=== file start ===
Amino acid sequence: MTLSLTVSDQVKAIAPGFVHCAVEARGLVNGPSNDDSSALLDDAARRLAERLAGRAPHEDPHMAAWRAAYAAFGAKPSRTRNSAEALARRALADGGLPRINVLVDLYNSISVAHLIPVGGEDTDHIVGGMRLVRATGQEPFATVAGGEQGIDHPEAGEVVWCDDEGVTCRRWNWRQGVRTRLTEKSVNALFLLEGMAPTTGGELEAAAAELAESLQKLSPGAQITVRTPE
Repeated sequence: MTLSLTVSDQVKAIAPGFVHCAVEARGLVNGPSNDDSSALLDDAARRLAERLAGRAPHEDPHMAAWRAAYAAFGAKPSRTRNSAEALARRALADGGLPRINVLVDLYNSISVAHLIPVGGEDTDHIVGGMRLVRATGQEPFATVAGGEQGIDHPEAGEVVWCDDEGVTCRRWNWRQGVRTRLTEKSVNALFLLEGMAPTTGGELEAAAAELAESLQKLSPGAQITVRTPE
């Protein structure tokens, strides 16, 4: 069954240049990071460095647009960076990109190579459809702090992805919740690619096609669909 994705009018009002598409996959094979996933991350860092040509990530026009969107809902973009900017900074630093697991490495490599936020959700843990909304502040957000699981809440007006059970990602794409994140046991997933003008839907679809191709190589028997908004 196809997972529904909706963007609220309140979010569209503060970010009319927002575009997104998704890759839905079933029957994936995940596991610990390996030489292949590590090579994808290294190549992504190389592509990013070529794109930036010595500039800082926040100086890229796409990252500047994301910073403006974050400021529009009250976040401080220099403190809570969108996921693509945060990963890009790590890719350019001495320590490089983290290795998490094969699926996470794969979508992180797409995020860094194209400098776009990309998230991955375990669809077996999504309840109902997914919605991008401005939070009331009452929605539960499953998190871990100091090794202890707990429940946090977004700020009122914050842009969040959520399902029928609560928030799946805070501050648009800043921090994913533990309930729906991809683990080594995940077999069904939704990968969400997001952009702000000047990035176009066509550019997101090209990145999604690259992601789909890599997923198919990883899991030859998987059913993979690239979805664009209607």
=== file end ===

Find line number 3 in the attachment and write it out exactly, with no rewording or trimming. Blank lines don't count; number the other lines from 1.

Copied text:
């Protein structure tokens, strides 16, 4: 069954240049990071460095647009960076990109190579459809702090992805919740690619096609669909 994705009018009002598409996959094979996933991350860092040509990530026009969107809902973009900017900074630093697991490495490599936020959700843990909304502040957000699981809440007006059970990602794409994140046991997933003008839907679809191709190589028997908004 196809997972529904909706963007609220309140979010569209503060970010009319927002575009997104998704890759839905079933029957994936995940596991610990390996030489292949590590090579994808290294190549992504190389592509990013070529794109930036010595500039800082926040100086890229796409990252500047994301910073403006974050400021529009009250976040401080220099403190809570969108996921693509945060990963890009790590890719350019001495320590490089983290290795998490094969699926996470794969979508992180797409995020860094194209400098776009990309998230991955375990669809077996999504309840109902997914919605991008401005939070009331009452929605539960499953998190871990100091090794202890707990429940946090977004700020009122914050842009969040959520399902029928609560928030799946805070501050648009800043921090994913533990309930729906991809683990080594995940077999069904939704990968969400997001952009702000000047990035176009066509550019997101090209990145999604690259992601789909890599997923198919990883899991030859998987059913993979690239979805664009209607």